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What Government Can–and Can’t–Do About Poverty

The persistence of poverty, and in particular of children living in poverty, prompts the question: What can (and can’t) government do to respond?

Complicating matters is the fact that this question is raised in an environment of general skepticism regarding the efficacy of government programs to alleviate poverty. There is much government cannot do, yet this does not warrant the conclusion that there is little government can do.

As one example, we need only look at the history of Social Security and its success in reducing poverty rates among the elderly to see that government programs can be efficacious. Without income from Social Security, nearly half of the elderly would be poor. With Social Security benefits, their poverty rate falls to approximately 10 percent.

What then can government do to address child poverty? There are at least four steps government can take.

First, government can adopt a more adequate standard by which to measure poverty. In medicine, the first step to successfully treating an illness is an accurate diagnosis. Likewise, in responding to poverty, government must first develop an accurate picture of the challenge it is confronting.

In 2007, federal guidelines define poverty as an income below $20,650 for a family of four.  Granting that what people and families need to live varies from place to place, the official poverty measure is a remarkably conservative standard by which to measure the nature and extent of poverty in our society.

As an alternative, 34 states and the District of Columbia now offer a self‑sufficiency standard for income adequacy. This standard more accurately reflects the income necessary to adequately meet basic household needs by incorporating living costs–food, shelter, health care, transportation, miscellaneous incidental necessities, taxes, and tax credits–and by taking into account local differences in costs, which are considerable particularly in the areas of housing and child care.

Second, government can set clear and measurable goals in its efforts to reduce poverty. In 1999, Prime Minister Tony Blair introduced an initiative to end child poverty in the United Kingdom by 2020, with an initial goal of cutting it by one quarter by April 2005.

The British government designed a system to boost the incomes of working parents, including subsidies to low-wage workers and regular increases in the minimum wage. They established a 10‑year strategy to increase access to quality, affordable child care and launched programs to develop healthy and school‑ready preschoolers, teens, and young adults.

These and other initiatives have yielded mixed results, and reforms continue. But setting a quantifiable agenda “focused the minds of politicians, the agencies and the public,” Jared Bernstein and Mark Greenberg wrote in the Washington Post. “Without it they would never have gotten as far as they have.”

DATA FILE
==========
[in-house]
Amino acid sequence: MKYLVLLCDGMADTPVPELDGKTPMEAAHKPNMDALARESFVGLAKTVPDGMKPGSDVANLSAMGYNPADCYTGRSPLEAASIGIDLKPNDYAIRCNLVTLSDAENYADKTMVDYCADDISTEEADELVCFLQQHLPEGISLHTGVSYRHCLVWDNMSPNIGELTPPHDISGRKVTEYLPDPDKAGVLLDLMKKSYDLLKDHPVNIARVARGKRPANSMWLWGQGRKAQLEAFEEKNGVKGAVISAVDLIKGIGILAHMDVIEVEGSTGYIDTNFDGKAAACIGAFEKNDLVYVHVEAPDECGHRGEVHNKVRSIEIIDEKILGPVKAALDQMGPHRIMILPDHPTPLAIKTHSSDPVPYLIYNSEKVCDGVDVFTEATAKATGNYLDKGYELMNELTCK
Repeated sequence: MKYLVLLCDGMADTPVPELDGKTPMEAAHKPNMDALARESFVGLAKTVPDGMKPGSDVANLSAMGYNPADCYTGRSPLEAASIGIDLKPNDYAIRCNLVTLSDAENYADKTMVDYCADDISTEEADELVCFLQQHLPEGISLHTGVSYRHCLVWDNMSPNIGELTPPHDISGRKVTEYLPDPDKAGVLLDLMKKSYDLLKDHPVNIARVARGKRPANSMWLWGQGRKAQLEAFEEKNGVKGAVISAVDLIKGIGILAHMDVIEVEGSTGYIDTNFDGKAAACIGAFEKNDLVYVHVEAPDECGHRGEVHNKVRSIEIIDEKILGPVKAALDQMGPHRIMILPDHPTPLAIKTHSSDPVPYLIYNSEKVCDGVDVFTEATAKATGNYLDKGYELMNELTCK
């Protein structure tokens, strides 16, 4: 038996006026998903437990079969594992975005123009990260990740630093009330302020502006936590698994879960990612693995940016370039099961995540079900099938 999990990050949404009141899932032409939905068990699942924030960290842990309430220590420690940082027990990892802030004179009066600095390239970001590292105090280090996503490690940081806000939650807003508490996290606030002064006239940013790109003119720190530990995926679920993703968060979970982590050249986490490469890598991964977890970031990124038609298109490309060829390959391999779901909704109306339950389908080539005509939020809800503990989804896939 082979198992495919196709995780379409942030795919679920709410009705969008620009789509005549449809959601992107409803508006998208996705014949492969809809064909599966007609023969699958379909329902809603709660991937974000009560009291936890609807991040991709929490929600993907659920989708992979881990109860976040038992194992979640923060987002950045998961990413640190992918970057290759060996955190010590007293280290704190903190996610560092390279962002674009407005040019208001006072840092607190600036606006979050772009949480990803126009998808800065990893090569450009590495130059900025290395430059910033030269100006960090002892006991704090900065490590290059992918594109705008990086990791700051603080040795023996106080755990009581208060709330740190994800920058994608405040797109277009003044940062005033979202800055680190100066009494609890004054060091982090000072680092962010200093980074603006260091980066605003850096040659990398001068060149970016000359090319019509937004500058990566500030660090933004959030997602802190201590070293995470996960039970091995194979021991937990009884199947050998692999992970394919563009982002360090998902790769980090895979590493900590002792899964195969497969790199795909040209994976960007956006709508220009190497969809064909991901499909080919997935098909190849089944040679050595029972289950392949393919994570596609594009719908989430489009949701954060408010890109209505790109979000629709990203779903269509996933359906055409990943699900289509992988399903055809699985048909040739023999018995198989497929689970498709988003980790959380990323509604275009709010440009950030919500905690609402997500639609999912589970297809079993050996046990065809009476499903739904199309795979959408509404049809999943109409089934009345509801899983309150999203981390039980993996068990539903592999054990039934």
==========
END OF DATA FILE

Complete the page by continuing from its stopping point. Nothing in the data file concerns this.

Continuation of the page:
Despite missing its initial target, the government reported a decline of 17 percent in the number of children living in poverty, some 700,000 children, from 2000 to 2005. By contrast, in the same period, the number of American children living in poverty has increased 12 percent.

Third, government can mitigate the effects of poverty through a mix of programs of direct assistance and development. Three programs that have proven particularly effective in meeting the needs of children in poverty are the Special Supplemental Nutrition Program for Women, Infants, and Children (WIC), the free and reduced school lunch and breakfast programs, and Head Start.

Fourth, government can address poverty through tax policy. The clearest example of success in this regard is the Earned Income Tax Credit (EITC)–a tax credit for low‑income working families, which now lifts more children out of poverty than any other government program through tax reductions and wage supplements for low‑to‑moderate-income working families. Census data show that in 2003, the federal EITC lifted 4.4 million people out of poverty, including 2.4 million children.

The tax code could also provide a deduction for charitable contributions made by individuals who do not itemize deductions on their income tax returns, a group that includes more than two‑thirds of taxpayers. Each year, this group of Americans contributes an estimated $36 billion to charities.

Reinstating a limited deduction for non-itemizers would generate billions of dollars in increased giving to charities each year. Providing a deduction for charitable contributions has the double effect of providing additional support for charities while decreasing the tax burden on lower-to-moderate-income individuals who give a greater percentage of their incomes to charity.

There you have it. Four things government can do to address child poverty. First, adopt a more adequate standard for determining the extent of poverty. Second, set clear and measurable goals for reducing child poverty. Third, provide various programs of direct assistance and development. Fourth, supplement incomes through such tax policies as the EITC and provide tax incentives to encourage charitable giving.

Curtis Ramsey-Lucas is national coordinator of public and social advocacy for National Ministries of American Baptist Churches, U.S.A.

This column is adapted from Hope for Children in Poverty: Profiles and Possibilities edited by Ronald J. Sider and Heidi Unruh. Copyright © 2007 by Judson Press. Used by permission of Judson Press. To order, phone 800-4-JUDSON or visit http://www.judsonpress.com/product.cfm?product_id=11679. A free study guide is available through the Judson Web site by following the link to downloads, then book excerpts and extras.